GALLERY: Chislehurst technology director takes on Race the World challenge
PUBLISHED: 11:10 05 November 2015 | UPDATED: 10:24 09 November 2015
Mitch Keene, 53, is currently competing in a two week cycling challenge from Los Angeles to Miami
A Chislehurst man is embarking on a cycling challenge across America.
Mitch Keene, a director of technology, is competing in Race the World this month, a two week cycling challenge from Los Angeles to Miami.
Starting on November 1, teams began racing against each other through the deserts, climbs and steep descents of the USA, passing breath-taking scenery to claim the first ever Race the World team title on November 14.
The former triathlete and marathon runner, 53, said: “Race the World really inspired me because of the team element and the opportunity to spend two weeks just enjoying cycling and sharing the amazing backdrops with likeminded people.
“I trained as much as my job allowed and regularly rode with Team Sidcup Cycling to get in shape.
“I’m not the fastest in the team but will hopefully keep going strongly to the end.
“I have already learnt so much from the team and especially the team pro rider Rab Wardell who is an amazing athlete and a great help in our effort to win Race The World.
Mr Keene lived in Texas for three years but says he has never seen the USA the way he is currently experiencing it on his bike.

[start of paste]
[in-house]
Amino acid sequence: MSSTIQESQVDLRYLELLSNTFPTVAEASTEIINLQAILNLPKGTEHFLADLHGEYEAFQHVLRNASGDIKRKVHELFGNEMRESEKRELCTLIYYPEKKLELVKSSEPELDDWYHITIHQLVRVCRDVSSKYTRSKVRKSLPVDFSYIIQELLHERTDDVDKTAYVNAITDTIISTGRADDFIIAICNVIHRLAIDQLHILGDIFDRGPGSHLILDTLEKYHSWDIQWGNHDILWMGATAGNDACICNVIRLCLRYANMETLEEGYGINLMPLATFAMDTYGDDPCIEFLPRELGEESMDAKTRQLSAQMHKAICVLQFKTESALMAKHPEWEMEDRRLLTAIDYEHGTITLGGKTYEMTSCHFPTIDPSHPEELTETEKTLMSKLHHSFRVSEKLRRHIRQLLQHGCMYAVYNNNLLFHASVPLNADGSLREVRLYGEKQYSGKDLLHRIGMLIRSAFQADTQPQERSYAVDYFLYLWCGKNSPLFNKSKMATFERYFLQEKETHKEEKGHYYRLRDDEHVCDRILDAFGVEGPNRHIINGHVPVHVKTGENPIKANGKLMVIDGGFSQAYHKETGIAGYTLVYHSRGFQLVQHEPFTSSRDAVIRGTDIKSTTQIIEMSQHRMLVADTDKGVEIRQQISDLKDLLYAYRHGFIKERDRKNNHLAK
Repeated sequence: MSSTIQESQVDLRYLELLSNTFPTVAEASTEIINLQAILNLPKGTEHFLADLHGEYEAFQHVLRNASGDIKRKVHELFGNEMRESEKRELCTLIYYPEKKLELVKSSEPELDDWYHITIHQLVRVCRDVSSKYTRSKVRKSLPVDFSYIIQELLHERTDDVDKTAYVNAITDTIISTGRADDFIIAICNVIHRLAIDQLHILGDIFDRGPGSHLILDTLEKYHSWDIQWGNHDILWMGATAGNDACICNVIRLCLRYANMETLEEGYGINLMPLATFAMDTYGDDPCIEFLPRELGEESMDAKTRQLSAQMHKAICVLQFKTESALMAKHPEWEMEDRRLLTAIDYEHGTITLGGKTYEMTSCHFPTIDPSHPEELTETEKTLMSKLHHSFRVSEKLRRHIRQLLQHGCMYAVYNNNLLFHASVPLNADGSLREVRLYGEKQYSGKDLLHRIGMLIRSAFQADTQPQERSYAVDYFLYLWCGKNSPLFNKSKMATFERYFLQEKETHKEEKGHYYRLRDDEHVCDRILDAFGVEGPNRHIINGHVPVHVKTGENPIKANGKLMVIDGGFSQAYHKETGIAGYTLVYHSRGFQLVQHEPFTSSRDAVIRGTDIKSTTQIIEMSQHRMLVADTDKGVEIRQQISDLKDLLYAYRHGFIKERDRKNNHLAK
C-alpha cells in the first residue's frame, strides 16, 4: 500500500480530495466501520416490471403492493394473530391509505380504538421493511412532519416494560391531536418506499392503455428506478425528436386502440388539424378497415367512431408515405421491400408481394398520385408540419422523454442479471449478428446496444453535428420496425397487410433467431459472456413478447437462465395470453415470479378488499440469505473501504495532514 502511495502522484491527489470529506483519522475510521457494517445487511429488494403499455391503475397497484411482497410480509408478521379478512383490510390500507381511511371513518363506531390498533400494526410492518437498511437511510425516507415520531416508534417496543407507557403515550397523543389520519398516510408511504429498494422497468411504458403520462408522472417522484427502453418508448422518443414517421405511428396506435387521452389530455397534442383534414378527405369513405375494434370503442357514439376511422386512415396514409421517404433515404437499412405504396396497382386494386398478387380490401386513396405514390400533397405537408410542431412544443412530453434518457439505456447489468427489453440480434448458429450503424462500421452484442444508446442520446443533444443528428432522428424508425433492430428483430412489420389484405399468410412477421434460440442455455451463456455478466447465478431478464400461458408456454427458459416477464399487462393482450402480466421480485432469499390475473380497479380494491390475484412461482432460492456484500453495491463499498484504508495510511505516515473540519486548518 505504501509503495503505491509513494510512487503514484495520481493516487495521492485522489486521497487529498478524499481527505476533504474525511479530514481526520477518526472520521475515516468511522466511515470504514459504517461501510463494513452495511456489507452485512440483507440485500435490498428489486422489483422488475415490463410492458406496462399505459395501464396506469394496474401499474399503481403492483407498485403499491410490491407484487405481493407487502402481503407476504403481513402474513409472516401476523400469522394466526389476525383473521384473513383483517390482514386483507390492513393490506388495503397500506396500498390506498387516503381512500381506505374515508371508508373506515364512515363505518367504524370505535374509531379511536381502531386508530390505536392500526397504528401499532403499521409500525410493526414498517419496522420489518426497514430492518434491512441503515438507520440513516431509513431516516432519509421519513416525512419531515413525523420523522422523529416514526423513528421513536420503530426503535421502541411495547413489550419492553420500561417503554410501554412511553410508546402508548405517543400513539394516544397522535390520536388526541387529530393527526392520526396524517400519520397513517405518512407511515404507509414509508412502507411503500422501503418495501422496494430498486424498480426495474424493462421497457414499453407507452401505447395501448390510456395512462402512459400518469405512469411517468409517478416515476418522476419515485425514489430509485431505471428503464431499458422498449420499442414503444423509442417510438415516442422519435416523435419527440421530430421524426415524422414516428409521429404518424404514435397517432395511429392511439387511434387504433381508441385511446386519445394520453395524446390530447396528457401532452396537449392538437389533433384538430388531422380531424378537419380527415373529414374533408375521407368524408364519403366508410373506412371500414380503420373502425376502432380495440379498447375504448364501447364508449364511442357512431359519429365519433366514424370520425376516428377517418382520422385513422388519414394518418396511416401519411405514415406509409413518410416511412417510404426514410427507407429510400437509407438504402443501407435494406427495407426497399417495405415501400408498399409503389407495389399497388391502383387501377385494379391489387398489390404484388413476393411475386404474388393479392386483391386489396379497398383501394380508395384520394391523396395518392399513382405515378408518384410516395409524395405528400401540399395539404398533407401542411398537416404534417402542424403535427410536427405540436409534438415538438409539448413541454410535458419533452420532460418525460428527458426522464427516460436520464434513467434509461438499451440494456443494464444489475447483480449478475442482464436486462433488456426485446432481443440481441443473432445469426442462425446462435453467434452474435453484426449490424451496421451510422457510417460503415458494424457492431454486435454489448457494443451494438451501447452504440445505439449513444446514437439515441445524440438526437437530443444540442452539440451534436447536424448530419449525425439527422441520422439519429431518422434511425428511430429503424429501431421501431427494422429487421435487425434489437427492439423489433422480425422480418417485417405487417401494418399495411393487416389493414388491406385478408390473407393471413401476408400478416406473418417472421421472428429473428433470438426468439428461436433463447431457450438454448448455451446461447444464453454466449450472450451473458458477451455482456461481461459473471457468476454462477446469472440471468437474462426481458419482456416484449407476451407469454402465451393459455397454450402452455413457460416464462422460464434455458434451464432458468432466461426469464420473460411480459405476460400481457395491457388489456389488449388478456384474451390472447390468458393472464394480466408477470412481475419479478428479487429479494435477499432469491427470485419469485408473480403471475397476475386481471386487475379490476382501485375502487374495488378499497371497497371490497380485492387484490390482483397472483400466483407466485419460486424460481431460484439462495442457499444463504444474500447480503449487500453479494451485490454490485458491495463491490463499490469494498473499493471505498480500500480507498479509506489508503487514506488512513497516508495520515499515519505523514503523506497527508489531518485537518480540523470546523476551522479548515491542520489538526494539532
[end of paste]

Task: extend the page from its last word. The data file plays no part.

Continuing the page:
He said: “The race has been amazing so far, we’ve had great organisation, great facilities, great people, great racing.
“From being roasted in 32 degree heat in the LA mountains to freezing in the rain of the New Mexico mountains, it’s all been amazing fun and we’re only a few days in.
“Everything has exceeded my expectations including how testing the cycling is.”
The challenge is designed for amateur cyclists - ranging from the ages of 24 to 67 - to challenge themselves like never before.
Riders have full technical and coaching support teams with them throughout the race, including a team mechanic, manager and captain and individual contributions to the race range from between two and five hours.
If you value what this story gives you, please consider supporting the Bromley Times. Click the link in the yellow box below for details.